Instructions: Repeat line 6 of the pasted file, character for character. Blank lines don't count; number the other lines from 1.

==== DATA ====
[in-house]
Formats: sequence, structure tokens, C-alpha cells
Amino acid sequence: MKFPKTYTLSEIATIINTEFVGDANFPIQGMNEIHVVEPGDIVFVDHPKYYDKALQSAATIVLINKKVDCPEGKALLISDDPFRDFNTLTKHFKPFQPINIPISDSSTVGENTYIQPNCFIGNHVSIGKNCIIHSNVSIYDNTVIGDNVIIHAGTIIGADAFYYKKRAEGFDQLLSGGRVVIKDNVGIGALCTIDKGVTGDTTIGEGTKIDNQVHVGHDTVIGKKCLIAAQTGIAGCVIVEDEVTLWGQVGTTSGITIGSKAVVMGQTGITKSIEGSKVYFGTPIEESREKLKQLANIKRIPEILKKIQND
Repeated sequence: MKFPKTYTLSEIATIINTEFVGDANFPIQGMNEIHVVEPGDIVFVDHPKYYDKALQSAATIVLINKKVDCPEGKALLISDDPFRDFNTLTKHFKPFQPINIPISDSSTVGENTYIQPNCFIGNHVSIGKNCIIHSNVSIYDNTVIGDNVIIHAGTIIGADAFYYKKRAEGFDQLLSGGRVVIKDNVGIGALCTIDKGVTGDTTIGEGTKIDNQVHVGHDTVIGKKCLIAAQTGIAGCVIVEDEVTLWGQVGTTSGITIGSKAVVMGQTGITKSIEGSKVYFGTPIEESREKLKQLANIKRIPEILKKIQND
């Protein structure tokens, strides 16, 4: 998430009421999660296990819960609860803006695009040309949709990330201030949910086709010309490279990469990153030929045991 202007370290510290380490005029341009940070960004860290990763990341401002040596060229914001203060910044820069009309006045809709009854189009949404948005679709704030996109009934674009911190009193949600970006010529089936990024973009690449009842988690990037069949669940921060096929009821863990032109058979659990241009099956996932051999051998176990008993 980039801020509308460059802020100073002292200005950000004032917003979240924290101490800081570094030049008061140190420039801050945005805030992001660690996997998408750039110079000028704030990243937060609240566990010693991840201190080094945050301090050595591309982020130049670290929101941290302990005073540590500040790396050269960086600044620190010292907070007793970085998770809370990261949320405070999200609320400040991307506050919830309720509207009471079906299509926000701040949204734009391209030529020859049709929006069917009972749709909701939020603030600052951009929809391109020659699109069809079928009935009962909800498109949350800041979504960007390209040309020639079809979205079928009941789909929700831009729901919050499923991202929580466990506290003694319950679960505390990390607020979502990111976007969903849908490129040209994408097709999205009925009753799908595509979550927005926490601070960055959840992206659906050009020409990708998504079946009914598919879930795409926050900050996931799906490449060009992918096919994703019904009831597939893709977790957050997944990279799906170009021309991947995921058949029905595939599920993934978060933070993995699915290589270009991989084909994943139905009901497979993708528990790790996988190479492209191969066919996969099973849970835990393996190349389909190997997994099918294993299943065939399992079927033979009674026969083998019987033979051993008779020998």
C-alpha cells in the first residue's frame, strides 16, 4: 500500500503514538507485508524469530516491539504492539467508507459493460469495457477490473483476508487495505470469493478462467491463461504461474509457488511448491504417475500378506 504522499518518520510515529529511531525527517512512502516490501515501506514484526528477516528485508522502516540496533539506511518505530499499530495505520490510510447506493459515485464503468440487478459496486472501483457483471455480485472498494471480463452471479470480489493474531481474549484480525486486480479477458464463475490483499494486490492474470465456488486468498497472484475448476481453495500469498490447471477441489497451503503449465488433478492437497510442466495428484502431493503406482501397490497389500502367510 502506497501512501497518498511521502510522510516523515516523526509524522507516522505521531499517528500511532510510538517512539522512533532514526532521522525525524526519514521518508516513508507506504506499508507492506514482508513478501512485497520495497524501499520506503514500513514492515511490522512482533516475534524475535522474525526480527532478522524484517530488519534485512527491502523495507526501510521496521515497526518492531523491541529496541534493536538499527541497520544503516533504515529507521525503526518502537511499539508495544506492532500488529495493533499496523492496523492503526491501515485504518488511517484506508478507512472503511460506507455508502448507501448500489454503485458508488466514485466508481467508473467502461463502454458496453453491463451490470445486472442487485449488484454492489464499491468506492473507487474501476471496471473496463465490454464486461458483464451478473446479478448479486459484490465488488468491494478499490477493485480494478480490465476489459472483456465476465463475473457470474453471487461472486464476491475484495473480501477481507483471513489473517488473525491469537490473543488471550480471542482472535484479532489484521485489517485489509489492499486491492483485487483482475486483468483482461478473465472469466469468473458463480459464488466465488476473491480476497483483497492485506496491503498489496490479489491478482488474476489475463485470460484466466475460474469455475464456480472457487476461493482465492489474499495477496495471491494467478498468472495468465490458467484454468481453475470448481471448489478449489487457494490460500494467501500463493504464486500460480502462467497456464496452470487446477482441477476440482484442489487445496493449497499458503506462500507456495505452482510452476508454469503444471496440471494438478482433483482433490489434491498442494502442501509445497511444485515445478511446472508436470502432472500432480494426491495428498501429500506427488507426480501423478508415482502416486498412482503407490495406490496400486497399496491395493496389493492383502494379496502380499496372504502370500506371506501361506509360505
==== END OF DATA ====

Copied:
C-alpha cells in the first residue's frame, strides 16, 4: 500500500503514538507485508524469530516491539504492539467508507459493460469495457477490473483476508487495505470469493478462467491463461504461474509457488511448491504417475500378506 504522499518518520510515529529511531525527517512512502516490501515501506514484526528477516528485508522502516540496533539506511518505530499499530495505520490510510447506493459515485464503468440487478459496486472501483457483471455480485472498494471480463452471479470480489493474531481474549484480525486486480479477458464463475490483499494486490492474470465456488486468498497472484475448476481453495500469498490447471477441489497451503503449465488433478492437497510442466495428484502431493503406482501397490497389500502367510 502506497501512501497518498511521502510522510516523515516523526509524522507516522505521531499517528500511532510510538517512539522512533532514526532521522525525524526519514521518508516513508507506504506499508507492506514482508513478501512485497520495497524501499520506503514500513514492515511490522512482533516475534524475535522474525526480527532478522524484517530488519534485512527491502523495507526501510521496521515497526518492531523491541529496541534493536538499527541497520544503516533504515529507521525503526518502537511499539508495544506492532500488529495493533499496523492496523492503526491501515485504518488511517484506508478507512472503511460506507455508502448507501448500489454503485458508488466514485466508481467508473467502461463502454458496453453491463451490470445486472442487485449488484454492489464499491468506492473507487474501476471496471473496463465490454464486461458483464451478473446479478448479486459484490465488488468491494478499490477493485480494478480490465476489459472483456465476465463475473457470474453471487461472486464476491475484495473480501477481507483471513489473517488473525491469537490473543488471550480471542482472535484479532489484521485489517485489509489492499486491492483485487483482475486483468483482461478473465472469466469468473458463480459464488466465488476473491480476497483483497492485506496491503498489496490479489491478482488474476489475463485470460484466466475460474469455475464456480472457487476461493482465492489474499495477496495471491494467478498468472495468465490458467484454468481453475470448481471448489478449489487457494490460500494467501500463493504464486500460480502462467497456464496452470487446477482441477476440482484442489487445496493449497499458503506462500507456495505452482510452476508454469503444471496440471494438478482433483482433490489434491498442494502442501509445497511444485515445478511446472508436470502432472500432480494426491495428498501429500506427488507426480501423478508415482502416486498412482503407490495406490496400486497399496491395493496389493492383502494379496502380499496372504502370500506371506501361506509360505